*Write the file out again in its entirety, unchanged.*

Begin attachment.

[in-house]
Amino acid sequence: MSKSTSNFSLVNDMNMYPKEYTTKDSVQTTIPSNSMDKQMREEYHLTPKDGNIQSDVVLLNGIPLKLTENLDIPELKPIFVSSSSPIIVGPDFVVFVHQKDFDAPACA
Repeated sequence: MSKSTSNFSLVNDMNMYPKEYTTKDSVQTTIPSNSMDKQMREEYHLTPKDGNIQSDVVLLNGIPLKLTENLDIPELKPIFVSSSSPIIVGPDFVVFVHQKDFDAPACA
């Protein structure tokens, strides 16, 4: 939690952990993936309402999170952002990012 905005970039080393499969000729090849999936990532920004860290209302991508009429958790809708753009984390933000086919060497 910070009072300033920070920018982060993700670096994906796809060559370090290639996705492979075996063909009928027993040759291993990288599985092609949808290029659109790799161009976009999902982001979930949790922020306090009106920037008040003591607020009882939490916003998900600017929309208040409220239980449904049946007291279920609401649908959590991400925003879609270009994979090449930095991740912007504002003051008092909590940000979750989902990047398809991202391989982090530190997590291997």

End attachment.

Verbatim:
[in-house]
Amino acid sequence: MSKSTSNFSLVNDMNMYPKEYTTKDSVQTTIPSNSMDKQMREEYHLTPKDGNIQSDVVLLNGIPLKLTENLDIPELKPIFVSSSSPIIVGPDFVVFVHQKDFDAPACA
Repeated sequence: MSKSTSNFSLVNDMNMYPKEYTTKDSVQTTIPSNSMDKQMREEYHLTPKDGNIQSDVVLLNGIPLKLTENLDIPELKPIFVSSSSPIIVGPDFVVFVHQKDFDAPACA
């Protein structure tokens, strides 16, 4: 939690952990993936309402999170952002990012 905005970039080393499969000729090849999936990532920004860290209302991508009429958790809708753009984390933000086919060497 910070009072300033920070920018982060993700670096994906796809060559370090290639996705492979075996063909009928027993040759291993990288599985092609949808290029659109790799161009976009999902982001979930949790922020306090009106920037008040003591607020009882939490916003998900600017929309208040409220239980449904049946007291279920609401649908959590991400925003879609270009994979090449930095991740912007504002003051008092909590940000979750989902990047398809991202391989982090530190997590291997």